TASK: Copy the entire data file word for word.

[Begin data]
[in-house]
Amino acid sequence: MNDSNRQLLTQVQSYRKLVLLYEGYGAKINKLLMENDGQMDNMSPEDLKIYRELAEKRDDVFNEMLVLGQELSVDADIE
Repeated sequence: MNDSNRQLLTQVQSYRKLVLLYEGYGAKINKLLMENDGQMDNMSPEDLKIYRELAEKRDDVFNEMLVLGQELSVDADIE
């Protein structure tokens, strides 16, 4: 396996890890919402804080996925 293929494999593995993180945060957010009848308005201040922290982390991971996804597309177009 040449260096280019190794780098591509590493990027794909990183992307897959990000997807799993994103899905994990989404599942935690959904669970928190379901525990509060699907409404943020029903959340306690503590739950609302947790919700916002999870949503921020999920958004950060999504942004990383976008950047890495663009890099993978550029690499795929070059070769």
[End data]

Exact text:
[in-house]
Amino acid sequence: MNDSNRQLLTQVQSYRKLVLLYEGYGAKINKLLMENDGQMDNMSPEDLKIYRELAEKRDDVFNEMLVLGQELSVDADIE
Repeated sequence: MNDSNRQLLTQVQSYRKLVLLYEGYGAKINKLLMENDGQMDNMSPEDLKIYRELAEKRDDVFNEMLVLGQELSVDADIE
């Protein structure tokens, strides 16, 4: 396996890890919402804080996925 293929494999593995993180945060957010009848308005201040922290982390991971996804597309177009 040449260096280019190794780098591509590493990027794909990183992307897959990000997807799993994103899905994990989404599942935690959904669970928190379901525990509060699907409404943020029903959340306690503590739950609302947790919700916002999870949503921020999920958004950060999504942004990383976008950047890495663009890099993978550029690499795929070059070769």